Preparing for Court

Preparing effectively for court is very important. The information that follows will help you prepare for your appearance in court. You also can download our overview brochure for more information.

Before You Get to the Courtroom

  • Be organized and prepared. Have any papers, documents, or photos you bring neat and organized. It should be easy and quick for you to find things as you present your case. Bring at least 3 copies of each item.
  • Know the result you are hoping for or what you are asking the court to do.
  • Leave all food, drink, and chewing gum outside of the courtroom.
  • If you are bringing witness, be sure that they are prepared for the case and know the topic they will be asked about.
  • Witnesses may be asked to leave the courtroom when not testifying.
  • Children are allowed in the courtroom, but try to not let them disrupt the courtroom. If at all possible, do not bring children to the courtroom.
  • You may bring people to the courtroom, however be sure that they do not disrupt the courtroom.

Courtroom Behavior

  • Be on time.
    • Try to arrive 15 minutes early to the courtroom—but remember to leave extra time to get to the courthouse, park, and get through security.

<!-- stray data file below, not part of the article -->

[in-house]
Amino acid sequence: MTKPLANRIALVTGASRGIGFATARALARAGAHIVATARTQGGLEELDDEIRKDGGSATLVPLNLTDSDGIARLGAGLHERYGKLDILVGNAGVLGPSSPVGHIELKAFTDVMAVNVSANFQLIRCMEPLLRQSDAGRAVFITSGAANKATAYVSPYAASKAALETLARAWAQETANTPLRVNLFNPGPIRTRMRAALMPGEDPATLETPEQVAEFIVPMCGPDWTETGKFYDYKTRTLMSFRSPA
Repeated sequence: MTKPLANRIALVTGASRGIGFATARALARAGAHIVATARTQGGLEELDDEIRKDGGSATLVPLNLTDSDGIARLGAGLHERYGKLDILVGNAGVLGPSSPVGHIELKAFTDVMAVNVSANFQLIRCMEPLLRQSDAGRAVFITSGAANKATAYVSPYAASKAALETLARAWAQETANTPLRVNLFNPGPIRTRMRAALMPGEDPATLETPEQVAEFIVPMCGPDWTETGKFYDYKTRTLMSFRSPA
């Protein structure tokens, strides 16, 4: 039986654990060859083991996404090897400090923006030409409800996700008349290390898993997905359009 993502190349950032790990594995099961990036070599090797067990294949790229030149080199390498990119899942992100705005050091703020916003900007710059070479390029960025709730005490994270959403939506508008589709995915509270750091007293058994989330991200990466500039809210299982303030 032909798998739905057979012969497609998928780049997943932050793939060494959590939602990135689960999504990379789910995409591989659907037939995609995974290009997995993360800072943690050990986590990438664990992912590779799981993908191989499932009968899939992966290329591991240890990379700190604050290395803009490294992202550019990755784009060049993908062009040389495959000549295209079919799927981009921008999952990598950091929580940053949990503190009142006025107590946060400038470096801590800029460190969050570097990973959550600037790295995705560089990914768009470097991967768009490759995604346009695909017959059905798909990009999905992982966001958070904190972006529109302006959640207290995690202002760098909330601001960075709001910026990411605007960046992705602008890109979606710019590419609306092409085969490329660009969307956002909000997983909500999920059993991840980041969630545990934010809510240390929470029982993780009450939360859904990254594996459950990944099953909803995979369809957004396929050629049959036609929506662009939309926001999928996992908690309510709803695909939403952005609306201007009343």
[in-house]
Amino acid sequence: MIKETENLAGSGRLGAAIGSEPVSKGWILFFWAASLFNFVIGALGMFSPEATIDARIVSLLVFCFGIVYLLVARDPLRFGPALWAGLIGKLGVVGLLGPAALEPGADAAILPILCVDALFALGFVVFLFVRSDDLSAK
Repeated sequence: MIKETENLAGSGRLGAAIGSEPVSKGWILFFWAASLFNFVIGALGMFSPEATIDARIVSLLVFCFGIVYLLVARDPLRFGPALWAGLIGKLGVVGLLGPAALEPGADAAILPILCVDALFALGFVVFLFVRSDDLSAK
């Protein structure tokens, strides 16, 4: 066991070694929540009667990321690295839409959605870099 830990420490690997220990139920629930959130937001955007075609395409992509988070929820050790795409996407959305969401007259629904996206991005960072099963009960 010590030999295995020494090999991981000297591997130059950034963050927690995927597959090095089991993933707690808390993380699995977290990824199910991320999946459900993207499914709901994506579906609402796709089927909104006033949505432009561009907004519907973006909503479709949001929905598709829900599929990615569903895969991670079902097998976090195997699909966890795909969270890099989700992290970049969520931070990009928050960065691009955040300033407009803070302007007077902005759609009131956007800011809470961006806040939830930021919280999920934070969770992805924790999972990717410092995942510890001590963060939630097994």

• Check in with the bailiff when you get to the courtroom. Do not leave unless it is an emergency once court begins. You will not know the order of cases so you will not know when your case will be called.
  • When you enter the courtroom, turn off anything that will make a noise—like a cellphone or a watch, or put it on silent.
  • Be polite, no matter what is said in the courtroom.
  • Speak clearly and loud enough to be heard—avoid mumbling.
  • Make your point—but do not argue with the other party, an attorney, or the judge or magistrate.
    • Treat everyone with respect.
    • Do no interrupt when someone else is speaking—especially the judge or magistrate. Don’t worry, you will get your chance to speak.
  • Tell the judge or magistrate if you do not understand a question.
  • When you speak to the judge or magistrate, try to begin or end what you say with “Your Honor,” “Sir,” or “Ma’am.”

After the Courtroom

Before you leave the courthouse, be sure of what will happen next.

What to Wear

It is important to dress appropriately when you go to court. You do not need to buy new clothing—chances are you already own clothing that is court ready.

Keep these tips in mind:

  1. Wear something that will make you look neat, modest, and simple. Think clothing you would wear to church.
  2. Do not wear anything with profanity, or written messages.
  3. It is okay to wear jeans if they are clean and fit appropriately.
  4. If possible, try not to wear flip flops.
  5. If not worn for religious reasons, remove any hats or similar items when in the courtroom.

Dressing appropriately for court shows that you respect the Court and are taking the matter seriously.

Please Remember

Court Staff are here to help you BUT can only help you in certain ways and must be fair to everyone involved in the case. Staff are not allowed to give legal advice or perform legal research for you.

They can provide you with basic information or directions.